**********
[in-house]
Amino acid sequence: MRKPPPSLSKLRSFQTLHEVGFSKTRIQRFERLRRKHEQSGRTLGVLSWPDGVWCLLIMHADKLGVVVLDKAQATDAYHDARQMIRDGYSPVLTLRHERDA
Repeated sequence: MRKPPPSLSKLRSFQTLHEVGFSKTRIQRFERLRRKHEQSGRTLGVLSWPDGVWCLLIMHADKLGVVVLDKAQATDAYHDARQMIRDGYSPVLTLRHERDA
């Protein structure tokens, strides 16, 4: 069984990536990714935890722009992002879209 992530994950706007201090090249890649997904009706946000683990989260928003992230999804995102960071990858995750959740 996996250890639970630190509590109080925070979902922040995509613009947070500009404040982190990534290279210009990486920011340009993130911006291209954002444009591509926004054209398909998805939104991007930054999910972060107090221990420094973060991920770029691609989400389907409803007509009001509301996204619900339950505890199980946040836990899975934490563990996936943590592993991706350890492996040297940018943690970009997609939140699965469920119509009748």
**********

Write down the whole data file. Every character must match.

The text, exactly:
[in-house]
Amino acid sequence: MRKPPPSLSKLRSFQTLHEVGFSKTRIQRFERLRRKHEQSGRTLGVLSWPDGVWCLLIMHADKLGVVVLDKAQATDAYHDARQMIRDGYSPVLTLRHERDA
Repeated sequence: MRKPPPSLSKLRSFQTLHEVGFSKTRIQRFERLRRKHEQSGRTLGVLSWPDGVWCLLIMHADKLGVVVLDKAQATDAYHDARQMIRDGYSPVLTLRHERDA
């Protein structure tokens, strides 16, 4: 069984990536990714935890722009992002879209 992530994950706007201090090249890649997904009706946000683990989260928003992230999804995102960071990858995750959740 996996250890639970630190509590109080925070979902922040995509613009947070500009404040982190990534290279210009990486920011340009993130911006291209954002444009591509926004054209398909998805939104991007930054999910972060107090221990420094973060991920770029691609989400389907409803007509009001509301996204619900339950505890199980946040836990899975934490563990996936943590592993991706350890492996040297940018943690970009997609939140699965469920119509009748």